Reel To Real: How Hard Is It To Steal The Declaration Of Independence?

It's pretty impossible, according to a spokesperson for the National Archives.

The Reel Story: In the fabulously cheesy Jerry Bruckheimer blockbuster "National Treasure," Nicolas Cage plays Benjamin Franklin Gates, a treasure hunter bent on finding a stash of booty plundered from ancient Egypt. The priceless treasure, which Gates' family has been seeking for decades, was brought to the States and hidden by the nation's founding fathers ... who happened to be in league with the ancient Knights Templar. They left a series of clues to the treasure's location, including a map drawn in invisible ink on the back of the Declaration of Independence.

Obviously, the only course of action available to Gates is to break into the National Archives and steal the document. And, after lifting someone's fingerprints, setting off a heat sensor and breaking through bulletproof glass, Gates liberates the document from the Archives' "cleaning room." All of this presents a very important question: How hard is it to steal the Declaration of Independence?

The Real Story: Anything is possible, but it certainly wouldn't be easy. Housed at the National Archives since 1952, the Declaration has had a bumpy life -- at one point it was even repaired with Scotch tape -- but no one has ever attempted to break into the Archives and actually steal it.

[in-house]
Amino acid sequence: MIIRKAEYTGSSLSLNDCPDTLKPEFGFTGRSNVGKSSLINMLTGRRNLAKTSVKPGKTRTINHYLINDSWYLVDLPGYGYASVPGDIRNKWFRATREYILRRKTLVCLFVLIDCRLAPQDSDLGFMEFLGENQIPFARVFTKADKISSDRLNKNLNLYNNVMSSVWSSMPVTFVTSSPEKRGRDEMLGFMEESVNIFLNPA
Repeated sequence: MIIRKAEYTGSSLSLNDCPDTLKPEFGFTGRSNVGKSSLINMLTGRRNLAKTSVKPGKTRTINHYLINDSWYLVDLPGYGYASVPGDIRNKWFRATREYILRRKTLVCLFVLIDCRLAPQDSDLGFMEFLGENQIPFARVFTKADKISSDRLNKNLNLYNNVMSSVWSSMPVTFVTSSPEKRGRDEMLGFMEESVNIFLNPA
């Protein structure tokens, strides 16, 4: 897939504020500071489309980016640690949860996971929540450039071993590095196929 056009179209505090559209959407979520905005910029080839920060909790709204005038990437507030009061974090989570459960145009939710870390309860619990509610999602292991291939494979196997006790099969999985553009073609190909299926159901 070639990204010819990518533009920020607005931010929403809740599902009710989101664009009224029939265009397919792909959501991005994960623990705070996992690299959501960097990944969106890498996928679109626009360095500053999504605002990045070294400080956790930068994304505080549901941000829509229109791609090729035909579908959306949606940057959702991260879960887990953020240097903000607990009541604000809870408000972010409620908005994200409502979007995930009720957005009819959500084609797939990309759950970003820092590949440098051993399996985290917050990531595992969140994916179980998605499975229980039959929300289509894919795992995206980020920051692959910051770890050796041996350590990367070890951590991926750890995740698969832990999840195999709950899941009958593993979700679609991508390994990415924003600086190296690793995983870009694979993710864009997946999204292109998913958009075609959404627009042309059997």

It would be "very hard ... impossible" to steal the document, explained Susan Cooper, a spokesperson for the National Archives. Designed expressly for the keeping and display of the Declaration and the U.S. Constitution, the Archives have displayed the documents since taking over their care from the Library of Congress. During the day, the Declaration is kept in an upright case of bulletproof glass and plastic laminate, surrounded with armed guards and monitored by camera and a computerized system. And as an extra precaution, the document is taken to an underground vault at night.

According to Cooper, no one has ever attempted to make off with the Declaration. Of course, it's worth considering that without the supposed treasure map on the back, the document would probably be too "hot" to ever sell.

And as for the treasure map? The National Archives Web site has a large photo of the back of the Declaration, and even when one zooms in, all that is apparent are the words "Original Declaration of Independence dated 4th July 1776." Sorry, treasure hunters!

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